Statement on the One-Year Anniversary of the January 6th Attempted Coup by APWU President Mark Dimondstein

One year ago, on January 6th and 7th Congress, under the intense pressure of the organized, seditious and violent assault on the U.S. Capitol, rightfully completed its Constitutional duty to certify the election results of the 2020 presidential election. The aim of the attempted coup, including the intent by some in the mob to hang the sitting Republican Vice-President and the Democratic Speaker of the House, was to overturn the results of the election and disenfranchise tens of millions of voters. The APWU joins with the entire labor movement and all justice-minded people regardless of their political affiliations, in condemning this violent anti-democratic insurrection.

The siege of the Capitol was the direct result of the “big lie” promoted by former president Donald Trump that the election was stolen. While all the facts and evidence, from multiple court rulings to election audits, prove there was virtually no election fraud, the refrain of this “big lie” grows louder and continues to drive our country toward authoritarian and fascist rule.

Over the last year, the “big lie” has been the fuel for a frenzied wave of voter suppression efforts.  Eighteen states have passed new laws that will make it harder for working people to vote with new restrictions on vote by mail, early voting and drop boxes. This is all designed to suppress the powerful African-American and Latino vote, but also directed against the cherished voting rights of all working people. When the voice of working people is reduced and suppressed, Wall Street and Corporate America are the winners.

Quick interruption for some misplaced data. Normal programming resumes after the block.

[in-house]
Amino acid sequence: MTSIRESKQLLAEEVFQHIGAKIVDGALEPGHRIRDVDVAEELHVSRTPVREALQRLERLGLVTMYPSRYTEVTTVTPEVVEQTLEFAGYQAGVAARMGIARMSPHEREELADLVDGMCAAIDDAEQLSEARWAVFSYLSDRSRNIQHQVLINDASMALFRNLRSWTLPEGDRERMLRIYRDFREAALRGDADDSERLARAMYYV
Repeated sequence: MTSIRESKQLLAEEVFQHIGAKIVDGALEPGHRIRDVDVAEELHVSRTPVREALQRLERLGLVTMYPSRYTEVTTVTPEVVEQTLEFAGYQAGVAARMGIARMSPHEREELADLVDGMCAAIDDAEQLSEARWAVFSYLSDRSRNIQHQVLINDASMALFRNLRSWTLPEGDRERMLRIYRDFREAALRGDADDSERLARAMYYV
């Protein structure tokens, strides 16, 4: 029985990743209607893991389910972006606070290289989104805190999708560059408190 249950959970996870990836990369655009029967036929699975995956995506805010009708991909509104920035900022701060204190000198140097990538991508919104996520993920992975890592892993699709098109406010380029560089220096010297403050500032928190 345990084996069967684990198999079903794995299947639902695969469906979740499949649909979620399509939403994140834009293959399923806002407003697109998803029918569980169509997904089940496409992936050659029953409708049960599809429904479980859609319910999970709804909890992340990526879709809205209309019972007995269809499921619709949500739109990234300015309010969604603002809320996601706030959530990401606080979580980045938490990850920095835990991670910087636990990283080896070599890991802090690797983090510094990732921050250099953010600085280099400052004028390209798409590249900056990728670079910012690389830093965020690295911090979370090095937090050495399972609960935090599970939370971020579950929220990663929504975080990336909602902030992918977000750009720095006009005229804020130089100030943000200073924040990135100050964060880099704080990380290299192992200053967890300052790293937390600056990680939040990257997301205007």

History shows us that these attacks won’t end with attempts to strip us of our right to vote. For example, just months after taking power in Germany in 1933, the Nazi fascists banned trade unions, jailed union leaders, crushed workers’ rights, exposing the fascists’ true corporate agenda. Today, our other democratic rights – the rights to free speech, to assemble, to join and form trade unions or other organizations, and more – are on the line as well. Yet, the voting rights issue is fundamental to all these other democratic rights and is thus a critical fight for our time.

Current voting rights legislation – including the For the People Act, the John R. Lewis Voting Rights Advancement Act, and the Freedom to Vote Act – that would ensure early voting, maximum access to mail ballots, and easier voter registration, is stalled in the Senate, blocked by anti-democratic filibuster rules.

In the 2020 election, postal workers proudly carried out our civic responsibility to the people of this country by timely and securely moving millions of ballots. I urge all our members to take that same spirit to the streets and to pressure Congress, united with the AFL-CIO, community allies and the American people to protect and expand voting rights and our other democratic rights.

Our APWU family is made up of 200,000 members with varied political views and affiliations. It is one of our strengths. But whatever our diverse opinions, we should remain vigilant and united in re-committing ourselves to the struggle to advance democracy and win social and economic justice for all postal workers and working people.


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